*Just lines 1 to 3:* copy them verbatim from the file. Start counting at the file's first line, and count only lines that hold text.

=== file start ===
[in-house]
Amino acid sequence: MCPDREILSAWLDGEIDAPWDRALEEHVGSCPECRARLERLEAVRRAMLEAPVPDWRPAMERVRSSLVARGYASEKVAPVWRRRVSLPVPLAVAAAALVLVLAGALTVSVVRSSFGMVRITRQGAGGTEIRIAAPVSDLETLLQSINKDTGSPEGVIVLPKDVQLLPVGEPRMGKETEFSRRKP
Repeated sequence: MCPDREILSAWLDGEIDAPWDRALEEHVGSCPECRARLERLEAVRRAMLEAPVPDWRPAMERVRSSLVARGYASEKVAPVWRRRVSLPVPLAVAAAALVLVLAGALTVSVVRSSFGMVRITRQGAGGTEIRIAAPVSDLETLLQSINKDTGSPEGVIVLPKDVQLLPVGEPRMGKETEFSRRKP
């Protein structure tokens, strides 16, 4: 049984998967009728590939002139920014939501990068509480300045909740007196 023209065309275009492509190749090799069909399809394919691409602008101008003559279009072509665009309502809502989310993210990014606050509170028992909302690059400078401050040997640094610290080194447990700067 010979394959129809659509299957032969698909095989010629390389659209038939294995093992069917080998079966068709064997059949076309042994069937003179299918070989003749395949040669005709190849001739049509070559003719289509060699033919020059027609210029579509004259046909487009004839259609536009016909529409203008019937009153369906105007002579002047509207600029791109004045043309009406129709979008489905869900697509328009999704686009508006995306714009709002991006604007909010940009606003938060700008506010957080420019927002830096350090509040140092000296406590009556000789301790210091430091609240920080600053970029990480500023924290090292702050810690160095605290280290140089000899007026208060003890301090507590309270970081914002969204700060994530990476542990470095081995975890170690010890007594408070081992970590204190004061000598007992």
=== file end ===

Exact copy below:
[in-house]
Amino acid sequence: MCPDREILSAWLDGEIDAPWDRALEEHVGSCPECRARLERLEAVRRAMLEAPVPDWRPAMERVRSSLVARGYASEKVAPVWRRRVSLPVPLAVAAAALVLVLAGALTVSVVRSSFGMVRITRQGAGGTEIRIAAPVSDLETLLQSINKDTGSPEGVIVLPKDVQLLPVGEPRMGKETEFSRRKP
Repeated sequence: MCPDREILSAWLDGEIDAPWDRALEEHVGSCPECRARLERLEAVRRAMLEAPVPDWRPAMERVRSSLVARGYASEKVAPVWRRRVSLPVPLAVAAAALVLVLAGALTVSVVRSSFGMVRITRQGAGGTEIRIAAPVSDLETLLQSINKDTGSPEGVIVLPKDVQLLPVGEPRMGKETEFSRRKP